Projects
January 2017 / December 2018

Low-carbon and resilient cities - Re-Cities

The objective of the research conducted in Re-Cities is to foster an understanding of the determinants of urban spatial development and the consequences for the environment. Land transformation has direct negative consequences on the C-cycle and the water cycle, and can seriously hamper the ecological equilibriums of large areas, increasing their vulnerability to extreme events. Understanding the sustainability of changes in land use can contribute to designing and implementing better planning policies for a transition towards resilient, low-carbon and resource-efficient cities.

Urbanization is recognized as a fundamental driver of environmental change, since it alters the functions of soil, reducing the availability and quality of natural resources, and fragmenting ecological corridors. Climate change is becoming a very urgent issue in global agendas, and with three-quarters of the world’s population living in urbanized areas, cities have become hotspots in which both problems and potential solutions to the environmental challenge are concentrated and hence called on to play a crucial role in promoting the economic and societal responses necessary for both mitigation, intended as the transition toward a low-carbon paradigm, and adaptation, as the capacity to anticipate, cope with, and protect from the adverse effects of climate change.

The objective of the research conducted in Re-Cities is to foster an understanding of the determinants of urban spatial development and the consequences for the environment. Land transformation has direct negative consequences on the C-cycle and the water cycle, and can seriously hamper the ecological equilibriums of large areas, increasing their vulnerability to extreme events. Understanding the sustainability of changes in land use can contribute to designing and implementing better planning policies for a transition towards resilient, low-carbon and resource-efficient cities.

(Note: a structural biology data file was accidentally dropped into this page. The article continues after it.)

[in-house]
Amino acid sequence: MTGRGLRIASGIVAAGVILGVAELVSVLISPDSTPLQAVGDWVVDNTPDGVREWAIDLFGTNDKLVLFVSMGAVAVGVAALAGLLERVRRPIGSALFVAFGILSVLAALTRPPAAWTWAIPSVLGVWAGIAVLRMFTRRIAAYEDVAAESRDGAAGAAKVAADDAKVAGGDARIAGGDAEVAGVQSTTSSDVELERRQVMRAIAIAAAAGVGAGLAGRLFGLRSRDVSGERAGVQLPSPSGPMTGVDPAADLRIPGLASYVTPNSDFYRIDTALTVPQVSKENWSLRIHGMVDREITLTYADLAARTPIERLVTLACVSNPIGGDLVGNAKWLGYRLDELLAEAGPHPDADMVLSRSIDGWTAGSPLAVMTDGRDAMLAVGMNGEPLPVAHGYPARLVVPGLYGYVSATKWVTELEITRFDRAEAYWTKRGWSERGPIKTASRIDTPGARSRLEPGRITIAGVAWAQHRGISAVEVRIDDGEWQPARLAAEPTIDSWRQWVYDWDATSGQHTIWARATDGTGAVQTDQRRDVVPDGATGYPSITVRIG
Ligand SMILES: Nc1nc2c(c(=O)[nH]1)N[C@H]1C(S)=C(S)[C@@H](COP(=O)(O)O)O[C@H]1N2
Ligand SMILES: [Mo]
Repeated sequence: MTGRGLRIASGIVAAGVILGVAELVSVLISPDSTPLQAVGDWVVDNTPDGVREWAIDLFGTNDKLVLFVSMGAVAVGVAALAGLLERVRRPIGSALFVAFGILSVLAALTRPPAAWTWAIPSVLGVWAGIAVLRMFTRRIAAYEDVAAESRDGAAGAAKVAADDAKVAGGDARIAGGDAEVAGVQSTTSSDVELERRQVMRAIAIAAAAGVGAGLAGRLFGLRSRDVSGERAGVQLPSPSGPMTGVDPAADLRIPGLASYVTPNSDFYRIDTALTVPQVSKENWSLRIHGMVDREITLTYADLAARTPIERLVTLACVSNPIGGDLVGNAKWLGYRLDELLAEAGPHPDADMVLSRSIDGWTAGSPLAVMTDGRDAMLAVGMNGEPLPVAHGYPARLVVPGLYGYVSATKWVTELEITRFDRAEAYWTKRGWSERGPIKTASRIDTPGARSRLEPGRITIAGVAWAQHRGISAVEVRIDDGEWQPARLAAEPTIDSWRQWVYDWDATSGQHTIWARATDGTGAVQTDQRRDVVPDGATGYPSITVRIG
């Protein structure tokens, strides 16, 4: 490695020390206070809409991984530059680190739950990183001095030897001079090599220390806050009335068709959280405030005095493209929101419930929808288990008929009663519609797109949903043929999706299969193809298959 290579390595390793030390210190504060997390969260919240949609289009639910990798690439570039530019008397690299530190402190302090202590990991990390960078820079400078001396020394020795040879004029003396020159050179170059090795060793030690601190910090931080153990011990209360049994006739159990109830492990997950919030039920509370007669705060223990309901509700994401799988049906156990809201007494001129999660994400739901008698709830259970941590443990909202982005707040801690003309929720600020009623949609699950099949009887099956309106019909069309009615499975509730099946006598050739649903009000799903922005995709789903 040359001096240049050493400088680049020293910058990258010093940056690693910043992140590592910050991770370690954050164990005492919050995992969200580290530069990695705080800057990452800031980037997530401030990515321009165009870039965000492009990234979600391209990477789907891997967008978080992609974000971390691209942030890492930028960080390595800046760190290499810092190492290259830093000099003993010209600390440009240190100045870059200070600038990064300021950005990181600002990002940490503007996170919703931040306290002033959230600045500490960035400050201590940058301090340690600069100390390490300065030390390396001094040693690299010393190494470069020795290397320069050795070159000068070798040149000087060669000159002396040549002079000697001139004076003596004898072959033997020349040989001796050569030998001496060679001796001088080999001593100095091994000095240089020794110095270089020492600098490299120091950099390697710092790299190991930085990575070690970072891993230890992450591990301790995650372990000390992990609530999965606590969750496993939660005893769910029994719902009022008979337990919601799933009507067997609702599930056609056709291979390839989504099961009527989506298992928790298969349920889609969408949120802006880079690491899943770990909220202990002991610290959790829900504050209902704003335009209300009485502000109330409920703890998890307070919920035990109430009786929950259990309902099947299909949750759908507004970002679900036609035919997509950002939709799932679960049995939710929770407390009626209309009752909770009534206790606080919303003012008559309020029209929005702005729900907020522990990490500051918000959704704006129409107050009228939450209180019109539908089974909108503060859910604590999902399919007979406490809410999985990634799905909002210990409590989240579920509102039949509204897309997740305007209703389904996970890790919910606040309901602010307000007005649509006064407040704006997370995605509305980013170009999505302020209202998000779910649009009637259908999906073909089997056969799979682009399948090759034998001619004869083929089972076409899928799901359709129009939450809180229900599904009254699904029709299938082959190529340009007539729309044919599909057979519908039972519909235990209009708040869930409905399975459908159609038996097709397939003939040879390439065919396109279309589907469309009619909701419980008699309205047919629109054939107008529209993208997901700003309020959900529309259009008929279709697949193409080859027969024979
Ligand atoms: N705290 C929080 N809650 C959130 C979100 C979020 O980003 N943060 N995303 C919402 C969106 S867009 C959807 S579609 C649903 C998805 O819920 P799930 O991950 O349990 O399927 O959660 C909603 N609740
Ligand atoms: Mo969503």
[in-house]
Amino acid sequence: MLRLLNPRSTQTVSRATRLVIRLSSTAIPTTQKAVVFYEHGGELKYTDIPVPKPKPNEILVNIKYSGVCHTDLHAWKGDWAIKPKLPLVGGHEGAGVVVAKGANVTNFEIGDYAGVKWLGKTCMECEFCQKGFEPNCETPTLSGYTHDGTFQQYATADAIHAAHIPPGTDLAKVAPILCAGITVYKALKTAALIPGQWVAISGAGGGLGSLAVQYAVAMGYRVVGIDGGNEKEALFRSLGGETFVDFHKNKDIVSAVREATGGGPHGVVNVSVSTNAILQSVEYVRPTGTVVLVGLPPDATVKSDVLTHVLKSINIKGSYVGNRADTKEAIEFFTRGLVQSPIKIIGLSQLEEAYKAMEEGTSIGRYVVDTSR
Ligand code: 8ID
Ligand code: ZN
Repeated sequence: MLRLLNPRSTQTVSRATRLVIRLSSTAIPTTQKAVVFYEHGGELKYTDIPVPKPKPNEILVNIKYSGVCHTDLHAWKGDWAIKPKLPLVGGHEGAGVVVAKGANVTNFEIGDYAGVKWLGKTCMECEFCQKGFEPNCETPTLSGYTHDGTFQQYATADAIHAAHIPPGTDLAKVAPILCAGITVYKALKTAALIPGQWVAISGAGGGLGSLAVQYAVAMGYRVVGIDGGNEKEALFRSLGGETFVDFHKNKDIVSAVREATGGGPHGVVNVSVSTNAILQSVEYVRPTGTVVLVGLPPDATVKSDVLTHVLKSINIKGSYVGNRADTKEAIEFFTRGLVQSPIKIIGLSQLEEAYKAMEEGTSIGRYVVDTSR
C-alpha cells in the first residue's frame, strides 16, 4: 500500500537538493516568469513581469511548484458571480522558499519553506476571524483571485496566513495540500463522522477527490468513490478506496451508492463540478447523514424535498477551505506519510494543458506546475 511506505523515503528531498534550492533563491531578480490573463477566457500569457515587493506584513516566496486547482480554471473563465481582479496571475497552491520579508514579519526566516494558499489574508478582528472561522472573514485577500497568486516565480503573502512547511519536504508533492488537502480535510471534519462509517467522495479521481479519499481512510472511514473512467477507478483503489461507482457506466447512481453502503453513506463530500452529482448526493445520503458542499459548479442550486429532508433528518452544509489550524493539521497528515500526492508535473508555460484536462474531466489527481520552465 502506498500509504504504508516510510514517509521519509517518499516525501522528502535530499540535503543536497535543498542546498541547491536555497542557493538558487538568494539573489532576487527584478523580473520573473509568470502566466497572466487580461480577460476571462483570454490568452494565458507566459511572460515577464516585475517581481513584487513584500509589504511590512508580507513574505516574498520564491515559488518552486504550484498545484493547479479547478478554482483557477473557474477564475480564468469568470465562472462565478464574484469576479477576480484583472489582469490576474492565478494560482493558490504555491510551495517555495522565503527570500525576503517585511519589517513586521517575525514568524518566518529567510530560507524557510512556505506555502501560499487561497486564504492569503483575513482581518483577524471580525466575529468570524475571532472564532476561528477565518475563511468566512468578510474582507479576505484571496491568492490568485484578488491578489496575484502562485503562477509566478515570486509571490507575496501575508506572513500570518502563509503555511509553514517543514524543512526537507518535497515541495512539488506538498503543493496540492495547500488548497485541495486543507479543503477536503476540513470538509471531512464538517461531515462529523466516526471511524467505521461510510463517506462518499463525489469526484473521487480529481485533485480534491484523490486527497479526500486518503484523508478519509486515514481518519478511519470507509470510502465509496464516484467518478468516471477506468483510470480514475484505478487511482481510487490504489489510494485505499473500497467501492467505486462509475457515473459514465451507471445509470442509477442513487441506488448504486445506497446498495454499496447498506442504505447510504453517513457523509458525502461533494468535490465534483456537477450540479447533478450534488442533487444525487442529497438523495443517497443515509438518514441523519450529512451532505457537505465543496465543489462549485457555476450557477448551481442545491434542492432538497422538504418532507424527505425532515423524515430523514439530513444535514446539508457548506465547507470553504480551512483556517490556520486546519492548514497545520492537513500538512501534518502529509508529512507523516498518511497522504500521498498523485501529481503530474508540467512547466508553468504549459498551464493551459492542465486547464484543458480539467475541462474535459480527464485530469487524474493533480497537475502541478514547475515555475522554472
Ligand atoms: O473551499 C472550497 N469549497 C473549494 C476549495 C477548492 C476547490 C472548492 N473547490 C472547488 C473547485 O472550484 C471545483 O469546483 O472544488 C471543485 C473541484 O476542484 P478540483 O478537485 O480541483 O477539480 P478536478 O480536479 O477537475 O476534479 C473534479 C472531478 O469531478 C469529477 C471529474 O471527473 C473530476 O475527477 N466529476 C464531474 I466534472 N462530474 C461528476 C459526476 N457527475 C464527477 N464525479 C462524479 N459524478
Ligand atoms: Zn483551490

Population growth is the primary driver of urbanization, and a substantial part of this growth is expected to take place in cities. Historical experience indicates that cities evolved following a monocentric organization of space, determined by the decay of population, rents, floor/area ratio, and an urbanized area at increasing distances from the city center. Nowadays, decentralization has become a frequent trait of most large cities, but the evolution of the monocentric structure has materialized through diverse pathways stemming from a more structured urban polycentrism to a chaotic scatteration of residential areas, with a multiplicity of intermediate solutions. Re-Cities research on the topic wants to foster the understanding of:  the consequences of this evolution in relation to mitigation and adaptation capacity; the future trends in urbanization and their effects on the environment; the feasible policy solutions that can prevent excessive damage.

Main Results and Outputs

The Re-Cities research is conducted based on two main pillars, which are expected to lead the following results. The first pillar concerns the quantitative assessment of the relationship between urbanization (in terms of demography, urban patterns, transport and mobility) and the consequences for mitigation and adaptation in order to provide policy suggestions. The geographical area of reference is the EU. The second pillar concerns the construction of a probabilistic econometric model that explains the dynamics of land use change at a high-resolution spatial scale that accounts for spatial interactions. The model serves not only as a tool for a better understanding of the complex relationship between land use and socioeconomic dynamics, supply of green and blue infrastructures and ecosystem services, but also for providing short-term forecasts of land use change and related consequences in terms of CO2 emissions and air pollutants.

The main results of the research project will be presented in a round table on “Modeling land use change” to be held in fall 2017.

Project team
Project leader

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